The world of B2B sales is far from static, and many have speculated that outbound strategies are becoming obsolete. However, rather than declaring outbound as "dead," we should instead acknowledge that it needs to evolve to meet the changing behavior of buyers.
We sat down with Keegan Otter, Head of Revenue at Warmly, and our very own Joey Alvandi, Account Executive at Tourial to discuss all things outbound — how the buyer’s landscape has changed, and how you can adapt your strategy to educate better, and the data you should be looking at to determine success.
Shifts in buyer behavior
Not all methods that once worked well in outbound strategies necessarily work now. Cold calls and spray and pray emails may have been the norm several years ago, but today, those strategies aren’t successful in most cases.
Buyers expectations have changed — they don’t want to spend excess time taking demos just to see a product. They’re researching on their own and want to be able to understand a product beore taking action (like scheduling a sales demo). In fact, most only spend about 17% of their time actually with sellers (Gartner, 2020).
1. Increased Research and Self-Education: Buyers now engage in extensive research before reaching out to vendors. They enter the conversation better informed about their needs and potential solutions.
2. Desire for Personalization: B2C-like experiences are now expected in B2B interactions. Buyers want tailored, relevant content and personalized engagement.
You can learn more about how Warmly approaches outbound in this article.
Now, let’s dive into some Q&A from our chat!
Aim to educate first, and show how your product works
Buyers have become desensitized to traditional mass-send emails and it takes more than just a “first name” token + stat to get them to engage. To capture their attention, you need to offer a glimpse into how your product works and back up the claims on your website.
Outbound must move toward hyper-relevancy because buyers are looking for specific and relevant content that speaks directly to their needs and challenges.
Question: What do your emails look like? What do you include in them? How long/short are they?
Keegan says it’s all about experimenting — take the length of your email for example. You want to educate as much as you can, but sending a wall of text in an email isn’t going to cut it.
Instead, Keegan suggests including other types of content that make it easy for your prospect to see your product (instead of just reading about it).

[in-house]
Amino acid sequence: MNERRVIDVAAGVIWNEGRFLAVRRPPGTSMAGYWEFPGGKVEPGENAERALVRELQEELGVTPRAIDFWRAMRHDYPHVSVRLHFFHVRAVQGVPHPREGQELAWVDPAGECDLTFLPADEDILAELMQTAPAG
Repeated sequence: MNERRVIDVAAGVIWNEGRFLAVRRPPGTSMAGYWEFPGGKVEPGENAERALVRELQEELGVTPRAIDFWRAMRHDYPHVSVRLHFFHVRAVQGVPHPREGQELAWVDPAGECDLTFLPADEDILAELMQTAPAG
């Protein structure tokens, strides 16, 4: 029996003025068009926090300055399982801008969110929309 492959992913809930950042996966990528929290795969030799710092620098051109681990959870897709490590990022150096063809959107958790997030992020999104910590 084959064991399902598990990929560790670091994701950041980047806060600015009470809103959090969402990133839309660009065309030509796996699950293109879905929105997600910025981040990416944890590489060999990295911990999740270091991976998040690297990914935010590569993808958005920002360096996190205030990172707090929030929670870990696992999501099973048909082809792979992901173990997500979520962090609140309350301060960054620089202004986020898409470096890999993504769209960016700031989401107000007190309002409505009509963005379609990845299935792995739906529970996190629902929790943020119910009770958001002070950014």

“I’ve always loved using video in my sequences to show off a feature or solution relevant to their challenges”. He adds, “Now that we have interactive demos created, I’m starting to put those links in the early steps of our sequences.
What’s most important is maintaining the goal of education first, and conversion second. Joey says he really focuses on trying to build long-term relationships with someone first, especially on social media where he spends a lot of time engaging with content on LinkedIn. “You can’t just hit someone with a cold pitch outta nowhere and expect them to book a demo in the first email” he says.
You need to customize your messages based on their knowledge and awareness to really resonate and provide value. “If your prospect has no idea who you are or what you do, it’s probably not a good time to send a 3-page case study.” Save that for later in the funnel.
Question: How do you approach the use of images/gifs in emails, considering potential email filters?
Less is more. It’s perfectly fine to add an image/GIF, but keep it to 1 per email and don’t do it for every single one. Just ask yourself “is this really adding value to my email?”. If so, be sure to add enough text to contextualize your email and avoid being marked as spam.
Bottom line: ensure there’s a good balance between text and images (typically an 80/20 ratio is recommended).
Question: Are you sending multiple emails if they don’t respond?
For Joey, it depends on the intent data he has for someone. If they’ve spent a lot of time on the website, engaging with interactive demos, etc., then he’ll invest more time with emails, videos, LinkedIn DMs, and voice notes because they are showing strong signs. He adds, “If im not getting any type of intent data or engagement from them, then I stick to educating them with a few low touch emails".